Traders Urged Against Price Gouging


As residents in Antigua & Barbuda stock up on hand sanitizers, face masks and disinfectant products, authorities are urging traders not to hike their prices.


Shelves at supermarkets and pharmacies across the country have gone bare as the public seek to protect against the novel coronavirus, COVID-19.


“At a time like this when we have health concerns, health issues for people, we’re appealing to traders please do not take the prices up on these hand sanitizers and other products that we need now to safeguard the health and safety of our people”, said Joanne Peters, the Press Information Officer at Consumer and Prices Affairs.


Last week, Rhyves Knowles, the Night Supervisor at Woods Pharmacy said he did not know when the pharmacy would get more face masks after exhausting “just about 1000 in just about a couple of days”


Orngel Erskine, the Public Relations Officer at Cost Pro Supermarket said one customer cleared then entire shelf spending “maybe over about $200-$300’s worth of cash in hand sanitizers”.

The Press Information Officer also advised customers to be considerate of others when making purchases.


“When we have stuff like COVID-19, we know that consumers are going to be mindful, they’re going to get anxious but then we really want them to take some time as well to know that I’m not gonna buy all the toilet paper and there’s none for my neighbor”, Peters said.

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    • Why would you say that. If an item is not under price control what can they legally do to prevent the merchant from charging a higher price?

  1. @ Kristi.. These are some of the reasons:

    1. People resort to extremes when they hear conflicting messages (The novel coronavirus scares people because it’s new, and there’s a lot about it that’s still unknown. When people hear conflicting messages about the risk it poses and how seriously they should prepare for it, they tend to resort to the extreme. When people are told something dangerous is coming, but all you need to do is wash your hands, the action doesn’t seem proportionate to the threat)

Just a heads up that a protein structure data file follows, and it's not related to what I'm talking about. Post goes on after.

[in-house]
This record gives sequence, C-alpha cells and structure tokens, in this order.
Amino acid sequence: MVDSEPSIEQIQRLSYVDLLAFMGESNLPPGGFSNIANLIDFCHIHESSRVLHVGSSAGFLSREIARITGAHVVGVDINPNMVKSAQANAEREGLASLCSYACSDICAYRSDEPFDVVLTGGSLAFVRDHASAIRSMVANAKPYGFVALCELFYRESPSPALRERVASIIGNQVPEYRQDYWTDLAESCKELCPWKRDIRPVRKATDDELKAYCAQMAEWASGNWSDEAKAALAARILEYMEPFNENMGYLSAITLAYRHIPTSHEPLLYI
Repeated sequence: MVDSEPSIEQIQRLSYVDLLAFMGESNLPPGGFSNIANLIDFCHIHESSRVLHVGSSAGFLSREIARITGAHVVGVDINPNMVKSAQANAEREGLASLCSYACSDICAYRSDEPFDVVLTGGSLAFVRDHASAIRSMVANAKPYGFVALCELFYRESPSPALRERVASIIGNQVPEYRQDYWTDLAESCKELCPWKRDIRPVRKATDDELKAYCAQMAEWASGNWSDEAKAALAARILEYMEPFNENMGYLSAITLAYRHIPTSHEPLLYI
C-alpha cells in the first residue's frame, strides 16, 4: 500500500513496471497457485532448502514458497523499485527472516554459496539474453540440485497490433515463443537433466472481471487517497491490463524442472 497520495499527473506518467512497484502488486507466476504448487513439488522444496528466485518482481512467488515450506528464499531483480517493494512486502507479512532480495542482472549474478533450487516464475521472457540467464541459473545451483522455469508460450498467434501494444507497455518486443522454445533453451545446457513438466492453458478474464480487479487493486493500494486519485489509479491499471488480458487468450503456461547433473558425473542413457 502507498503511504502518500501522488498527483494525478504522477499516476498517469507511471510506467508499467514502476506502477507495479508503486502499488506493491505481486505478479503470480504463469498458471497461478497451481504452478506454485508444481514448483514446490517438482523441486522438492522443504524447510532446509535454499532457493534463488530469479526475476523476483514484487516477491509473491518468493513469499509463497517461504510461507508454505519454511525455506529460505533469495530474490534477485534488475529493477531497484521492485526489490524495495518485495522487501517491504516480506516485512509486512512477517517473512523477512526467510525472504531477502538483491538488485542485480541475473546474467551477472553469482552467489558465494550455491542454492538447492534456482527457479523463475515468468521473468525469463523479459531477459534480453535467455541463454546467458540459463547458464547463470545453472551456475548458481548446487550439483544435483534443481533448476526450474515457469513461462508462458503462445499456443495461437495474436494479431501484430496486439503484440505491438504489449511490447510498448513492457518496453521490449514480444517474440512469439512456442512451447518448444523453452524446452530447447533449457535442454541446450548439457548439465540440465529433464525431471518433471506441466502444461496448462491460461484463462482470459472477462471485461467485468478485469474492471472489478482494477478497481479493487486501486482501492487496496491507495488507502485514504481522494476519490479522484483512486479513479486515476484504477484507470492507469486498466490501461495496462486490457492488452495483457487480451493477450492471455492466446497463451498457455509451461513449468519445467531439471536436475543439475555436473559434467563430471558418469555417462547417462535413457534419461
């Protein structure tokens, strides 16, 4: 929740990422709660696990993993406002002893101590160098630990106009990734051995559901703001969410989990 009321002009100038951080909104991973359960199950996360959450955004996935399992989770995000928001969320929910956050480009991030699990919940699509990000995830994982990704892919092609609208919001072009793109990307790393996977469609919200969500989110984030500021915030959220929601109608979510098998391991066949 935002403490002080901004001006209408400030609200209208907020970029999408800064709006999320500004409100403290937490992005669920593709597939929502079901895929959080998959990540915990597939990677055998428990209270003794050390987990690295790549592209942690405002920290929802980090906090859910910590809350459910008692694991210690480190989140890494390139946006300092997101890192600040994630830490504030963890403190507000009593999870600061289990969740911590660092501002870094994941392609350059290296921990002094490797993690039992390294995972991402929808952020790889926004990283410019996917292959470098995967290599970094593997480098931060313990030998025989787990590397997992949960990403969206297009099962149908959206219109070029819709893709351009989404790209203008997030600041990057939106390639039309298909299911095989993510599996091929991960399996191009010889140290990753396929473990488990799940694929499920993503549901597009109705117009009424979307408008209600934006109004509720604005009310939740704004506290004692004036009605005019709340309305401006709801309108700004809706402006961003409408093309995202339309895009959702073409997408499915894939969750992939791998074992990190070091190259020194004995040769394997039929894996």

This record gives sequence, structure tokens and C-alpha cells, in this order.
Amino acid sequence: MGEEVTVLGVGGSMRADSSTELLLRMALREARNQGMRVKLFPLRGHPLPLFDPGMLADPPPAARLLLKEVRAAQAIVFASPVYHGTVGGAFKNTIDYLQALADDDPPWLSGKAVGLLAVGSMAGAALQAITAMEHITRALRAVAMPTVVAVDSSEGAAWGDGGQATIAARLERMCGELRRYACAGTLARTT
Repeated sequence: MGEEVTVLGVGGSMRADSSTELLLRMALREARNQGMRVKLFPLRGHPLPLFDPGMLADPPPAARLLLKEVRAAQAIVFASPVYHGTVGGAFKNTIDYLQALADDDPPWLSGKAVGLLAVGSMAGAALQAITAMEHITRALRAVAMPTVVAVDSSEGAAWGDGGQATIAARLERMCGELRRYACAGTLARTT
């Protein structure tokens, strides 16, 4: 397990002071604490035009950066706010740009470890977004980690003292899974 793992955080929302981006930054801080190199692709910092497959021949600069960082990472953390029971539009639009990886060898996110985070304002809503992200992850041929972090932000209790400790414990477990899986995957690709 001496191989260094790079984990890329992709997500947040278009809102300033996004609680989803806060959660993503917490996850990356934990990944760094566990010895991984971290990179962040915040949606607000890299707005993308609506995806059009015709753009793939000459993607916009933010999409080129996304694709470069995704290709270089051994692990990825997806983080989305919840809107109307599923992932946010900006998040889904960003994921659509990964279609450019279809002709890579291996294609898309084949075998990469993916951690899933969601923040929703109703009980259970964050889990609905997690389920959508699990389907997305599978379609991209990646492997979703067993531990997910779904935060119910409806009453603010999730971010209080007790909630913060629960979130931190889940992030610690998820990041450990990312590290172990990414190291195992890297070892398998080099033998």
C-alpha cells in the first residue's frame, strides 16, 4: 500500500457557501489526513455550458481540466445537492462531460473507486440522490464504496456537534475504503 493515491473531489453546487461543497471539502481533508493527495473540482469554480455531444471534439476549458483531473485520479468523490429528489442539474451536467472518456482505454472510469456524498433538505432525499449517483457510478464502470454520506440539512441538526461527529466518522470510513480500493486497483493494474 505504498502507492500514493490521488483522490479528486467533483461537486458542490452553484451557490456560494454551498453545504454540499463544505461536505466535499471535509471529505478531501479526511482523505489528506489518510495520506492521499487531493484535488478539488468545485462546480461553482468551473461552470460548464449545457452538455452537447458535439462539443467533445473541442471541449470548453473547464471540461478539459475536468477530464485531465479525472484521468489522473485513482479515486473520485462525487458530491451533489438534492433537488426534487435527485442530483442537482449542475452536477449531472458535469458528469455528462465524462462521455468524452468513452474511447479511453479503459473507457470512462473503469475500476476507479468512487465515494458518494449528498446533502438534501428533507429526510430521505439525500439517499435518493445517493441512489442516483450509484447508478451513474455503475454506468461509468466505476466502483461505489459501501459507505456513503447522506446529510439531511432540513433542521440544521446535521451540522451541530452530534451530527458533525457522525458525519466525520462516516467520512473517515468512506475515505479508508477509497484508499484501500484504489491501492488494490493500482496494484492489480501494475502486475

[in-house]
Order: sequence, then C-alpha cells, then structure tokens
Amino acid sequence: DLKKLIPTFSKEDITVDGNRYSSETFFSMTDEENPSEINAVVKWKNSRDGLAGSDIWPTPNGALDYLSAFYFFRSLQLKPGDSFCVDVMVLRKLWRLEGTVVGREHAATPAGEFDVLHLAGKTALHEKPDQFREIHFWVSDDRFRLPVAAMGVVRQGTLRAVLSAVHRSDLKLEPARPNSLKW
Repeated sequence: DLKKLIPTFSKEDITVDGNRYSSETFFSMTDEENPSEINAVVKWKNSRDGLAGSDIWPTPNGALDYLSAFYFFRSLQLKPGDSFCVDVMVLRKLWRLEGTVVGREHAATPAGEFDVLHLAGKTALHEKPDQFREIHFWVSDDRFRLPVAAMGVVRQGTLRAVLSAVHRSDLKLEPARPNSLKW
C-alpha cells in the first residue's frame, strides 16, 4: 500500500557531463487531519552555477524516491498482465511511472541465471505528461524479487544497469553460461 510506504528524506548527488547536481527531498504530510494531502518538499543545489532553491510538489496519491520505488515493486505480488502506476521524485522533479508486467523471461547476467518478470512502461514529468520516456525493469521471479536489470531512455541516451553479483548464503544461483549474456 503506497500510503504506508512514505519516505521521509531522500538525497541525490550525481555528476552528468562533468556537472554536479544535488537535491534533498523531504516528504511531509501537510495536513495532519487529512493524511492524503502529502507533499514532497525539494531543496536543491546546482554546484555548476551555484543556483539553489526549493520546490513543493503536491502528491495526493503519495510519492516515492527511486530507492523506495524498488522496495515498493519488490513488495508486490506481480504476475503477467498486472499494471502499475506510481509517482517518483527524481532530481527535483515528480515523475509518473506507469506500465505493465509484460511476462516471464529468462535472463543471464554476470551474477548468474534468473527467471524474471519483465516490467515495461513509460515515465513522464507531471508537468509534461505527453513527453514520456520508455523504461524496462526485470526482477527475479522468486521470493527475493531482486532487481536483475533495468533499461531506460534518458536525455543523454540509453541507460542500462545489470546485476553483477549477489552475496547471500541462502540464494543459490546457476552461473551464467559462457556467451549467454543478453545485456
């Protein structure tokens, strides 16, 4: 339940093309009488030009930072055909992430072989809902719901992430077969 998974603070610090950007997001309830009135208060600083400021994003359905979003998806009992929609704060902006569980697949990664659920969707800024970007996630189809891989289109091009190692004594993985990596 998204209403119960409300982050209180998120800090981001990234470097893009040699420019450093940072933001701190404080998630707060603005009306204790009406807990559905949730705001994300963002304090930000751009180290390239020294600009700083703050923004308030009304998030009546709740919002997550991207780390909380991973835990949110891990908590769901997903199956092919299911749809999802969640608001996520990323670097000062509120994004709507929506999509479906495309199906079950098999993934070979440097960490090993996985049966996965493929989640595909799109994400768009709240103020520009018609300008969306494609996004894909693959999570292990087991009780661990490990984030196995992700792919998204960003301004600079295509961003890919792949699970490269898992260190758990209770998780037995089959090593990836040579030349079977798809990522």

2. Some are reacting to the lack of a clear direction from officials (Several countries have already imposed mass quarantines. People buying up toilet paper and other household supplies may be preparing for the same thing in their city. Unless people have seen … official promises that everyone will be taken care of, they are left to guess at the probability of needing the extra toilet paper, sooner rather than later. The fact that there are no official promises might increase those probabilities.)

    3. Panic buying begets panic buying.. (Images of empty shelves and shopping carts piled high with supplies have inundated news reports and social feeds. People see images of panic buyers, assume there’s a reason to panic and buy up supplies, too. People, being social creatures, we look to each other for cues for what is safe and what is dangerous and when you see someone in the store, panic buying, that can cause a fear contagion effect.)

    4. It’s natural to want to over prepare. (With the CDC and other international health agencies now advising that certain populations should stay home and avoid contact with other people or crowds, it’s natural to want to prepare. [The novel coronavirus] is engendering a sort of survivalist psychology, where we must live as much as possible at home and thus must ‘stock up’ on essentials, and that certainly includes toilet paper, after all, if we run out of [toilet paper], what do we replace it with?)

    5. It allows some to feel a sense of control (They are thinking about themselves and their family and what they need to do to prepare and It’s all due to this wave of anticipatory anxiety.)

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